Some scholars estimate that the Western Hemisphere at the time of the first European contact was inhabited by 40 million people who spoke 1,800 different tongues. Another widely accepted estimate suggests that at the time of Columbus more than 15 million speakers throughout the Western Hemisphere used more than 2,000 languages; the geographic divisions within that estimate are 300 separate tongues native to some 1.5 million Native Americans N of Mexico, 300 different languages spoken by roughly 5 million people in Mexico and Central America, and more than 1,400 distinct tongues used by 9 million Native Americans in South America and the West Indies.
By the middle of the 20th cent., as a result of European conquest and settlement in the Western Hemisphere, perhaps two thirds of the many indigenous American languages had already died out or were dying out, but others flourished.
Just the fact that the Indigenous People were constantly on the move hunting and gathering means each tribe will encounter other tribes. This means a constant fight between tribes over wild animals for food, and hunting lands.
And if there is drought, then the wild animals will be less for hunting for the indigenous people. Basically a domino effect in the fragile food chain for the indigenous people.
SMALL POX KILLED THE INDIGENOUS INDIANS?
When you have 1,000 languages, pre-1492, you can bet each Indigenous Indian tribe was on the verge of starvation and death via either drought, famine or border wars with other tribes. Note, there were no Walmarts, Welfare, 911, electricity, running water back then.
Nomadic, Hunter-Gatherers were always having border skirmishes and wars with other tribes.
Next, early explorer accounts of "completely empty" villages and fields are no different than those Mayan cities completely collapsing. A single drought can cause the same thing.
Smallpox? First, it's not like explorers had cars back then. Travel was minimal back then, mostly by foot, or horseback, and then you had to carry your own food and water.
most people lived "remotely" and grew and raised their own food and livestock. There were no large event places and restaurants were very uncommon and fast food did not exist.
Next, you didn't exactly have roads either. You had to travel in the wilderness, thick brush, and forest. Very hard to make any distance. So if you had Small Pox or were sick, your whole team probably camped and stayed put under the hot sun and looked for water. Traveling by foot when you are sick is not a good idea. And by the way, there was no GPS and maps were very primitive and inaccurate. So you didn't exactly travel to where you hope you wanted to go in the shortest amount of time.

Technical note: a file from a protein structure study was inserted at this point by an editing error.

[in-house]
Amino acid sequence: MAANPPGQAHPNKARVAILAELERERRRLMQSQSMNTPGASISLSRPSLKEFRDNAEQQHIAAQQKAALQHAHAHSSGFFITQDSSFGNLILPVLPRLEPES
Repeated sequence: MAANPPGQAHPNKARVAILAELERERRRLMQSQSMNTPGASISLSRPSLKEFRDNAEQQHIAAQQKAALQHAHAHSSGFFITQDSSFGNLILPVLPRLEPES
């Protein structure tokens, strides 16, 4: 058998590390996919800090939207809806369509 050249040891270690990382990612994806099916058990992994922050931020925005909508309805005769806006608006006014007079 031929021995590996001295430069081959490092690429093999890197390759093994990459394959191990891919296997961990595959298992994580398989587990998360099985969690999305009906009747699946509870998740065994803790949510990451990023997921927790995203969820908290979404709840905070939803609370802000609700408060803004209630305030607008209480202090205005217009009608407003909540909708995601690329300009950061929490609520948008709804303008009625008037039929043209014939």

WHY EVEN GO THAT WAY TO MEET THEM?
Another question to ask is, "Why would anyone be going to the Indians in the first place? And next Indians are continually moving, so how is anyone going to know where they would be? There are no cell phones, text messaging, or email. Communication would be very hard, and if you did contact them, why would they wait for you or meet you in the first place? They have important things to do, like hunting for food and waiting-for-some-stranger goes to the bottom of the To-Do List.
IN A NUTSHELL So the spread of Small Pox (an airborne contagious disease) by sick explorers traveling on foot in thick wilderness brush and forests, who had to carry their own food and water, with no GPS, and under the hot sun, is extremely unlikely as the sneezing and coughing from Small Pox would have cleared up before traveling again.
Clearly, Small Pox infecting Indigenous Indians from European Explorers is a wild idea that has no basis in a time when there were no automobiles or modern-day transportation.
If anything, it would be *drought* like what happens all over the world, and on a regular basis.
SMALLPOX BLANKETS - BIOLOGICAL WARFARE?
There are supposed letters from Jeffery Amherst (i.e.. 1st Baron Amherst) that are all photos of microfiche. Next, those photos are only snippets of a letter, not the entire letter. Third, these microfiche fragments appear to have excellent contrast and clarity for a letter well over 100 years old. This as opposed to official documents at the time. And notice how all the recoverable parts of these over 200-year-old letters are enough to speak of Small Pox and nothing else.
Additionally, notice the amazing quality of the paper and ink, (and just for simple communications), was able to last for so long.